Bush’s "new direction" speech will announce a major escalation of U.S. troops in Iraq. The move will be called a "surge," as if that actually represents a military strategy, but the euphemism disguises an ordinary, already tried and already failed escalation of the U.S. occupation. As has been true throughout the invasion and occupation, U.S. troops are the cause, not the solution, to violence in Iraq. More U.S. troops in Iraq mean more dead Iraqi civilians.
If, as anticipated, Bush claims 20,000 combat troops will be sent, it may mean as many as 75,000 all together since logistics, transport, medical, engineering and other support units will be required to keep an additional 20,000 acknowledged"combat" troops in the field.
While there may be a claim that the new deployments are linked directly to a specific "new strategy for victory," the reality is that the troops will be sent to "stabilize" Baghdad, a job that has already proved impossible as long as the U.S. occupation continues. The summer 2006 troop increase, which transferred about 15,000 additional soldiers to Baghdad, largely from other positions in Iraq, led to an immediate escalation in violence across the city.
The speech will also likely announce a new fund of about $1 billion to be sent to Iraq for some vague combination of job creation and reconstruction. The only details so far seem to be based on a wishful assumption that angry young Iraqi men will be delighted to go to work as pittance-paid street sweepers and garbage collectors for the U.S. occupation forces and the U.S.-backed government, and will immediately abandon their ties to the anti-occupation resistance. It is unlikely that the new allocation (from a so-far unknown U.S. government source) will be tied to any change in the existing profiteering-based contract system in which the vast majority of the billions allocated for "reconstruction" in Iraq has gone to U.S.-based contractors. It should be recognized that the U.S. owes a huge financial debt to Iraq -reparations for 12 years of crippling sanctions, real reconstruction of the invasion-destroyed infrastructure, compensation for the shredding of Iraq’s national life and social fabric - but that the U.S. cannot begin to make good on that obligation as long as the military occupation remains in place.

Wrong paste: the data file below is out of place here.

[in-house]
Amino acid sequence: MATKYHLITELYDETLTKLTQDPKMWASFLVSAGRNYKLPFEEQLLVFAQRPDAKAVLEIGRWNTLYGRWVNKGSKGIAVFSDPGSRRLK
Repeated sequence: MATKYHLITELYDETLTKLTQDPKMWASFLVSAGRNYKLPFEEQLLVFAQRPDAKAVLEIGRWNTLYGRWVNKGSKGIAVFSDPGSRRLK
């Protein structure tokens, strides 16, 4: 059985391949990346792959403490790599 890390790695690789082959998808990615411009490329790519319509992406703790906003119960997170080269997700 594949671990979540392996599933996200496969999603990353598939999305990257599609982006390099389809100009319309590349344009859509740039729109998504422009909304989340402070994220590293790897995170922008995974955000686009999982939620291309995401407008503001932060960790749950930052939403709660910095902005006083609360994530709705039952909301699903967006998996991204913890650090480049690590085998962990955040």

Bush’s speech will also likely feature an issue that has become more commonplace across Washington’s mainstream political spectrum in the last several months: Iraqis are responsible for their own crisis, and the Iraqi government better "stop relying" on U.S. forces for assistance. The reality, of course, is that the Green Zone-based parliament IS in fact dependent on the U.S. occupation forces for protection and for what little power it has; that reality has led to the situation in Baghdad today in which many parliamentarians elected on a strong anti-occupation platform abandoned that principle when they realized that their own position depended on the Americans. Many of those parliamentarians holding to an anti-occupation position today are doing so while boycotting participation in the parliament itself. But it remains an outrage Bush and other U.S. officials continue to assert that despite the U.S. invasion and occupation, the U.S. decisions to destroy Iraq’s army and dismiss its entire state apparatus, the collapse of the Iraqi economy, and the occupation-driven war itself, that it is only the Iraqis’ own lack of will that is responsible for their plight.
It appears that Bush is in the process of shifting focus from asserting that victory is at hand in Iraq to tamping down expectations and keeping an eye on this war in history, especially his own legacy.
The failure in Iraq is no longer a question; Bush himself now admits "we are not winning" in Iraq. Failure has been a constant; the difference now is that the lack of any options is so obvious that even key military leaders are rejecting the stay-the-course-but-add-a-bunch-more-soldiers-to-make-it-look-better strategy Bush is about to present.
Maintaining control of oil remains at the top of the U.S. agenda in Iraq. Despite the escalating war, and despite the problems facing Iraq’s parliament – including the weeks-long boycott by the 30 legislators loyal to Muqtada al-Sadr - Britain’s Independent on Sunday reported January 7 that Iraq is about to pass a law that would "give Western oil companies a massive share in the third largest reserves in the world. To the victors, the oil? That is how some experts view this unprecedented arrangement with a major Middle East oil producer that guarantees investors huge profits for the next 30 years."
According to the Independent, "critics fear that given Iraq’s weak bargaining position, it could get locked in now to deals on bad terms for decades to come." The law was crafted with the help of U.S. mercenaries from the BearingPoint corporation. "Its provisions are a radical departure from the norm for developing countries: under a system known as ’production-sharing agreements,’ or PSAs, oil majors such as BP and Shell in Britain, and Exxon and Chevron in the US, would be able to sign deals of up to 30 years to extract Iraq’s oil. PSAs allow a country to retain legal ownership of its oil, but gives a share of profits to the international companies that invest in infrastructure and operation of the wells, pipelines and refineries. Their introduction would be a first for a major Middle Eastern oil producer. Saudi Arabia and Iran, the world’s number one and two oil exporters, both tightly control their industries through state-owned companies with no appreciable foreign collaboration, as do most members of the Organisation of Petroleum Exporting Countries, Opec."
* Bennis works with the Institute of Policy Studies in Washington